From Aspen Comics, David Wohl, Brad Foxhoven, Cory Smith, John Starr, Josh Reed.
The first of Aspen Comics’ 10 for 10 titles strikes back with a second issue that builds up our heroes, our villains and most of all the mystery. This comic is going to be as legendary as its name. The story is building slowly, crafting characters the reader begins to know as well as their own family. Dreams, skills, burdens and more come forward in such vivid detail the Himura family becomes your neighbors. No not those ones, the ones on the other side you actually talk to.
The Himura family is discovering that their lives may be more complicated that they thought. Certain abilities are coming out as if they were there all along but… buried? It certainly gets my attention, and I’m not the only one. Another group begins to plot against the Himuras. One side has all of the information and all of the tools to destroy the other. Times are not good for the Himuras and even worse, they have no idea any of this is happening. Yet.
This title is building like an excellent TV show. Every issue gives just a little bit more to the story, just enough to keep the tease up. When this simmering pot of story boils over I hope we’re all laying on the floor reading our copies so our jaws don’t have so far to fall.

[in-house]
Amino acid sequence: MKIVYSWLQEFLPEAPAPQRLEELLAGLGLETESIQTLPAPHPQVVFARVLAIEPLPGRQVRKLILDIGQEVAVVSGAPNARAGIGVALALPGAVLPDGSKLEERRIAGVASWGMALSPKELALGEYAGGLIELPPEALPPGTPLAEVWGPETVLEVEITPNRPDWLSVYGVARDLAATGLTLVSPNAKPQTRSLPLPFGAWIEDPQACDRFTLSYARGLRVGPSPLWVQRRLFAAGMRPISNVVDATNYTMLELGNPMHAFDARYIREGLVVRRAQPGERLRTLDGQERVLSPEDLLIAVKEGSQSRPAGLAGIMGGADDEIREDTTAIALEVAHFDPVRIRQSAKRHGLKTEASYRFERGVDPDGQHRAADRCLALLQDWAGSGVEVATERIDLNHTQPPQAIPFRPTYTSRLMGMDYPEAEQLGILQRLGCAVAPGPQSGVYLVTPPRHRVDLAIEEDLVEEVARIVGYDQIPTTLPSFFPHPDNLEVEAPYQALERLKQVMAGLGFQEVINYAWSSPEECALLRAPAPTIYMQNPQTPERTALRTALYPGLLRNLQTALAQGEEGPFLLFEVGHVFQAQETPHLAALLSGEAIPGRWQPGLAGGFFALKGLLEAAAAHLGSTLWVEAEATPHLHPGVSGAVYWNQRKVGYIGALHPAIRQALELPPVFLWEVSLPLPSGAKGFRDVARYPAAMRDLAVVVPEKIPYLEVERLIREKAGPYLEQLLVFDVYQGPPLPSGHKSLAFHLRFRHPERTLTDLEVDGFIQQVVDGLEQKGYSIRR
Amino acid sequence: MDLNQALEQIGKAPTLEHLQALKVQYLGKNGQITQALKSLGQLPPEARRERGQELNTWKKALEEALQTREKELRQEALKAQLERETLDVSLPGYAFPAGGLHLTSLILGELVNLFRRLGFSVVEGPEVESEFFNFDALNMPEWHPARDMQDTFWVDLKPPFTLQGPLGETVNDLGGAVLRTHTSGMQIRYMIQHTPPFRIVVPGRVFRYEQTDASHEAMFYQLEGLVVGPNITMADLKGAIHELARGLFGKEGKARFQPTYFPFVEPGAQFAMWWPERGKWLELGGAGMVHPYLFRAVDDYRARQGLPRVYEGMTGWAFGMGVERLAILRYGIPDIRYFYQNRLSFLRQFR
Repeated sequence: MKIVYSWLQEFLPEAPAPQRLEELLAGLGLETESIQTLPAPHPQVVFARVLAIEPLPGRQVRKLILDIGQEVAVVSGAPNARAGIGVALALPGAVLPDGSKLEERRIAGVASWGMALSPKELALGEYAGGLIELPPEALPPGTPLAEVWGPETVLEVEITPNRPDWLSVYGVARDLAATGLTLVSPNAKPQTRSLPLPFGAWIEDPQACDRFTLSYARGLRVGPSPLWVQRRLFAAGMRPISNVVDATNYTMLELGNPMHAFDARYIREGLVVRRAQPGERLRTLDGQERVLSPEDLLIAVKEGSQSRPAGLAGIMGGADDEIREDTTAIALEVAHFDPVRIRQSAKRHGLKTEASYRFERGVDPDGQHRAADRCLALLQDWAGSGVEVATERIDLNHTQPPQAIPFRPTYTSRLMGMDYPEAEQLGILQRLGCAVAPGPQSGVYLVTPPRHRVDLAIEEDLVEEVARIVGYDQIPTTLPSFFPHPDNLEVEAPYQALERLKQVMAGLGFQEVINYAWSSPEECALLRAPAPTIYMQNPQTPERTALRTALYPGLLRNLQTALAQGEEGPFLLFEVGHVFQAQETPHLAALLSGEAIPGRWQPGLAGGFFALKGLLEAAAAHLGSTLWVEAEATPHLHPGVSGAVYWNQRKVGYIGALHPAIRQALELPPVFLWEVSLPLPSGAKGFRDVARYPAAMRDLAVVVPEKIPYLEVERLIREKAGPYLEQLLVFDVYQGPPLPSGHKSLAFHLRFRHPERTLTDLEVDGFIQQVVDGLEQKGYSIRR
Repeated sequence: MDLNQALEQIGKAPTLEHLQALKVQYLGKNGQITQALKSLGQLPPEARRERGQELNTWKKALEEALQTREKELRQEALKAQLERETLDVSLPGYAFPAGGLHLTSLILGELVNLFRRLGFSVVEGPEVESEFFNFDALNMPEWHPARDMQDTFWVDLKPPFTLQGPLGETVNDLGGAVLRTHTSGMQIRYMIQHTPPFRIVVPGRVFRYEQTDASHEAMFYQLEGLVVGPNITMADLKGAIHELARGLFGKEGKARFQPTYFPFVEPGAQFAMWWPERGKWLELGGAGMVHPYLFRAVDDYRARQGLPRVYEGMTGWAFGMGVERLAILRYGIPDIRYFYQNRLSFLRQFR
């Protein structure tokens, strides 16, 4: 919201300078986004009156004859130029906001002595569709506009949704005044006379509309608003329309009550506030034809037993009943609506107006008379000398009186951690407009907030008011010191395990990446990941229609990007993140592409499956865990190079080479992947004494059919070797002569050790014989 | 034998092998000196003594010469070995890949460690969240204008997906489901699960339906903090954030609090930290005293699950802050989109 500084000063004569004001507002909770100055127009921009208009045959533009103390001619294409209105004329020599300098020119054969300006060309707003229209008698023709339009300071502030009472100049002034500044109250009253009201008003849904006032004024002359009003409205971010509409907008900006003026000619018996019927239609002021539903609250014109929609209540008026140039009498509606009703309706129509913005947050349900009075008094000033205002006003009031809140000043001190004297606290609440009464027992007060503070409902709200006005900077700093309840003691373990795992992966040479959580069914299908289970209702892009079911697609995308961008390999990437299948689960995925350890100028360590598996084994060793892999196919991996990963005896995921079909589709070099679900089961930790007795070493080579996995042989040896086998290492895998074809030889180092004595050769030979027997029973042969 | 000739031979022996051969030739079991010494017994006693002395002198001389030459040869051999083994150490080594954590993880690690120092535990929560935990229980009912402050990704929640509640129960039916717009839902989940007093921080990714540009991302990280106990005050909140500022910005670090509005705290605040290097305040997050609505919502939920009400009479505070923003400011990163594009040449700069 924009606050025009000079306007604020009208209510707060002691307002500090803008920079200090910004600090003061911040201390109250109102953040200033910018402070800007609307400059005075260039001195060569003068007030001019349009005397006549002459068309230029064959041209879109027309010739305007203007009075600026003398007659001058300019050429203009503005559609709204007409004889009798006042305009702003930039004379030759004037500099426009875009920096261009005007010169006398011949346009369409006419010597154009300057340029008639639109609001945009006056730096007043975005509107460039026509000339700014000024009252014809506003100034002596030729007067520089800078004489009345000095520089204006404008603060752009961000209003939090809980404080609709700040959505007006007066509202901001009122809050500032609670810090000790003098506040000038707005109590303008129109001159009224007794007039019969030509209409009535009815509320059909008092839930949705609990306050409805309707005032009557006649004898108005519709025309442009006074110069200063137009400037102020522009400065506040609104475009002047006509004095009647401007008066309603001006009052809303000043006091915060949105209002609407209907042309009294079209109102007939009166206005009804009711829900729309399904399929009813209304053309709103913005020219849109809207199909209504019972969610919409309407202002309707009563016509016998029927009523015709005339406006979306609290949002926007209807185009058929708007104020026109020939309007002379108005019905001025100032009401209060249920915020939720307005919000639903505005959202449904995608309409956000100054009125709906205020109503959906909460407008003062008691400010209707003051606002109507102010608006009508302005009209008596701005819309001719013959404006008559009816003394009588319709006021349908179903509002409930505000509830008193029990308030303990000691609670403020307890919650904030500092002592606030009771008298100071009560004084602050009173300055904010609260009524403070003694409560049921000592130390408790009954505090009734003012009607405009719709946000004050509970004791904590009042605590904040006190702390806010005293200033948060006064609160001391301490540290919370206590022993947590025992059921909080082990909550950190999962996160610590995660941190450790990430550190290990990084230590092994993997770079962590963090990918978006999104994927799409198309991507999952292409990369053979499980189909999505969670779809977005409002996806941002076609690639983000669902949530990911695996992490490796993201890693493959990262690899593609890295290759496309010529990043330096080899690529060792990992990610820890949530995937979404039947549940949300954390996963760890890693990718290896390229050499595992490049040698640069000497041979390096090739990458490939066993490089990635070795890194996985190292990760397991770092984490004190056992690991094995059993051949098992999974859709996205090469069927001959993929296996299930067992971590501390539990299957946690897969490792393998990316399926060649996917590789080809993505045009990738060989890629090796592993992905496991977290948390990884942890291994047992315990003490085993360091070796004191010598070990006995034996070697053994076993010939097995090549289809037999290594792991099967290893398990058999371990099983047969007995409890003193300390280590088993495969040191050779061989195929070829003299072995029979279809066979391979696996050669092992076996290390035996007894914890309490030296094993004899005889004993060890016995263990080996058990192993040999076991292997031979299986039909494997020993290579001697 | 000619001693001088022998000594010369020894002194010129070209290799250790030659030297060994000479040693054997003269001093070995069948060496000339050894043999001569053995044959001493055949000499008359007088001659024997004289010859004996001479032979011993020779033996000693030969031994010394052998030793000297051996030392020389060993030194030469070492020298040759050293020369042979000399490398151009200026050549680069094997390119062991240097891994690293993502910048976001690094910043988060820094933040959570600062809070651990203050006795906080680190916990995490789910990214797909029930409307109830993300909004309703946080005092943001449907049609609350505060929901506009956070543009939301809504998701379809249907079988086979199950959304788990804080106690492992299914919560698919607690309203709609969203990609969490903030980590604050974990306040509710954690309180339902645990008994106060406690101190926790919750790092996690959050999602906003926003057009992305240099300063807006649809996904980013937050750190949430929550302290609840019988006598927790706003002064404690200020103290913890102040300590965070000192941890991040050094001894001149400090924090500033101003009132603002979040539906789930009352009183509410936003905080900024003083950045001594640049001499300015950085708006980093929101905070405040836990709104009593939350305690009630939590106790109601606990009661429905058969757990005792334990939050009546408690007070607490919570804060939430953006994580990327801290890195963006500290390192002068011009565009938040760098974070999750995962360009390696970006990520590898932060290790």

Cory Smith is doing that thing that all great comic artists do, but so few average ones accomplish. Every character is unique. From height, build, clothing, posture these characters are their own selves. When characters look unique the reader feels more of an attachment to them and don’t see the cast as “just another (blank)”.
There are some great coloring choices throughout the issue but especially in the beginning. Long shadows, staticy security cams, just brilliant work by John. And I continue to love Josh’s choices. Great placement of word balloons, and the perfect colors and fonts for narration.